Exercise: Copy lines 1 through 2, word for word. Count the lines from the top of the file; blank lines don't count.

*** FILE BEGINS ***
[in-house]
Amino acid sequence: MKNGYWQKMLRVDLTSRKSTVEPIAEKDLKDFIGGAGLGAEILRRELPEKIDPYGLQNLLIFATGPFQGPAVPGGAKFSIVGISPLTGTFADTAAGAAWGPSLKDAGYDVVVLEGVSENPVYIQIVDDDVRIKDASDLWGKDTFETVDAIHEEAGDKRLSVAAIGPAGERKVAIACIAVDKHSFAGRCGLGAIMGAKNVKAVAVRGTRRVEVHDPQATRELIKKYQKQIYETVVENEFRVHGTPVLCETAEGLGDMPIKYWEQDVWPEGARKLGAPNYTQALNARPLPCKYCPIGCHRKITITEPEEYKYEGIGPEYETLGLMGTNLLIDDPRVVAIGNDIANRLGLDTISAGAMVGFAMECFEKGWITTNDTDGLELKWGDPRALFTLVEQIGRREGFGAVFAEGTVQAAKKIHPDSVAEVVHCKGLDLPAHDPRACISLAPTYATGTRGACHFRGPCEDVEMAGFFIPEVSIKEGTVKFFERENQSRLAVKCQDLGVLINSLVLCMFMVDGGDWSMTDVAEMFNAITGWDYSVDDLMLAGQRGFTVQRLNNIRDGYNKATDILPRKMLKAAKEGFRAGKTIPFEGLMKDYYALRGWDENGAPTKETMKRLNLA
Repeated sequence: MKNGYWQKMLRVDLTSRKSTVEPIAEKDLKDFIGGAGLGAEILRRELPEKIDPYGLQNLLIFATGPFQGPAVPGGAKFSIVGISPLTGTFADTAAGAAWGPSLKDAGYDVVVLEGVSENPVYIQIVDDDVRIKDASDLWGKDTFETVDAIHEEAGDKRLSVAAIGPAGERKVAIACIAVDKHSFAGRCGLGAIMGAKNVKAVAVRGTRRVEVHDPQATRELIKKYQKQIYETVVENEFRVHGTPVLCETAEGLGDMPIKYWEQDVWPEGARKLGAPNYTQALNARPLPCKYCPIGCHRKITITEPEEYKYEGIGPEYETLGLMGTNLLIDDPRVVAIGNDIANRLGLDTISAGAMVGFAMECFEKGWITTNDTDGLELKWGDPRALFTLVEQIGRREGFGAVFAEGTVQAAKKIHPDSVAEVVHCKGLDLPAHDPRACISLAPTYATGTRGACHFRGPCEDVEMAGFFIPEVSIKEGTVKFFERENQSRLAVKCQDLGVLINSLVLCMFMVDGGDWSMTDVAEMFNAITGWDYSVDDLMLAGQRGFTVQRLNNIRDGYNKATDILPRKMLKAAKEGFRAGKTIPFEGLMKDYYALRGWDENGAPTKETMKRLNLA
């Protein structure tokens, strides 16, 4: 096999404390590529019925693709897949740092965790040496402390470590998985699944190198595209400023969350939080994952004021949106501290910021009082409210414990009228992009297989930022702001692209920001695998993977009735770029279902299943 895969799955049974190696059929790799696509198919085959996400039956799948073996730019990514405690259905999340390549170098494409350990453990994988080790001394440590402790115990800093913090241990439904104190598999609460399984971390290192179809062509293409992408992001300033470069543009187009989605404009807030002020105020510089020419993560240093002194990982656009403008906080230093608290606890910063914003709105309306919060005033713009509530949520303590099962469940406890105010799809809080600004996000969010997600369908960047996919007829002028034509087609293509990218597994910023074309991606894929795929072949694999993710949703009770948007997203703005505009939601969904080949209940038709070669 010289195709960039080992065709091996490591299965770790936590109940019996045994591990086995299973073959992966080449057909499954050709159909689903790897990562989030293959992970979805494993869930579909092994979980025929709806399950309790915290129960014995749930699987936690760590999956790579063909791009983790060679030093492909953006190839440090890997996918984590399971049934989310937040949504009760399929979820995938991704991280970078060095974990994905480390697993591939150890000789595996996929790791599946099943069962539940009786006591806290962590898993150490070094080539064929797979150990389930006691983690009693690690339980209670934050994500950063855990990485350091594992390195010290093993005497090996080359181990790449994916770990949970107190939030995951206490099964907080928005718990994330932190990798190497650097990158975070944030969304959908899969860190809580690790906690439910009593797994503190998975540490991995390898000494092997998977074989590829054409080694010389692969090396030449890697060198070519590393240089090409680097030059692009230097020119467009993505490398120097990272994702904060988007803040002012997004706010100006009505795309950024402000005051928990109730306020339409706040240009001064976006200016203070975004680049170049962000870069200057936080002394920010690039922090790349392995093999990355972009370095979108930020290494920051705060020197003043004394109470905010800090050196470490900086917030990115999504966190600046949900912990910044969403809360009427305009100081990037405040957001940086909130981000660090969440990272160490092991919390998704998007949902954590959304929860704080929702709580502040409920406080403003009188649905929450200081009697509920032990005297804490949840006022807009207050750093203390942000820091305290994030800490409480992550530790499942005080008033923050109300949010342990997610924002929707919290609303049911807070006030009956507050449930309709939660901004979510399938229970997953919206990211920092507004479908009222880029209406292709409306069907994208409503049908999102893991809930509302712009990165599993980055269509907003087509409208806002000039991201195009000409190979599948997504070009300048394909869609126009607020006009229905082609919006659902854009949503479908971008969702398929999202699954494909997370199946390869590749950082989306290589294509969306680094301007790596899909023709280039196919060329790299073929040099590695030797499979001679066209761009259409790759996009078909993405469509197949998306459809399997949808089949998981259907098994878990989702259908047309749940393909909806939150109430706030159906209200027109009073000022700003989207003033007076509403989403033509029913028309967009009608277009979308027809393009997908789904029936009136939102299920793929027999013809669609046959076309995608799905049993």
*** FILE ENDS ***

[in-house]
Amino acid sequence: MKNGYWQKMLRVDLTSRKSTVEPIAEKDLKDFIGGAGLGAEILRRELPEKIDPYGLQNLLIFATGPFQGPAVPGGAKFSIVGISPLTGTFADTAAGAAWGPSLKDAGYDVVVLEGVSENPVYIQIVDDDVRIKDASDLWGKDTFETVDAIHEEAGDKRLSVAAIGPAGERKVAIACIAVDKHSFAGRCGLGAIMGAKNVKAVAVRGTRRVEVHDPQATRELIKKYQKQIYETVVENEFRVHGTPVLCETAEGLGDMPIKYWEQDVWPEGARKLGAPNYTQALNARPLPCKYCPIGCHRKITITEPEEYKYEGIGPEYETLGLMGTNLLIDDPRVVAIGNDIANRLGLDTISAGAMVGFAMECFEKGWITTNDTDGLELKWGDPRALFTLVEQIGRREGFGAVFAEGTVQAAKKIHPDSVAEVVHCKGLDLPAHDPRACISLAPTYATGTRGACHFRGPCEDVEMAGFFIPEVSIKEGTVKFFERENQSRLAVKCQDLGVLINSLVLCMFMVDGGDWSMTDVAEMFNAITGWDYSVDDLMLAGQRGFTVQRLNNIRDGYNKATDILPRKMLKAAKEGFRAGKTIPFEGLMKDYYALRGWDENGAPTKETMKRLNLA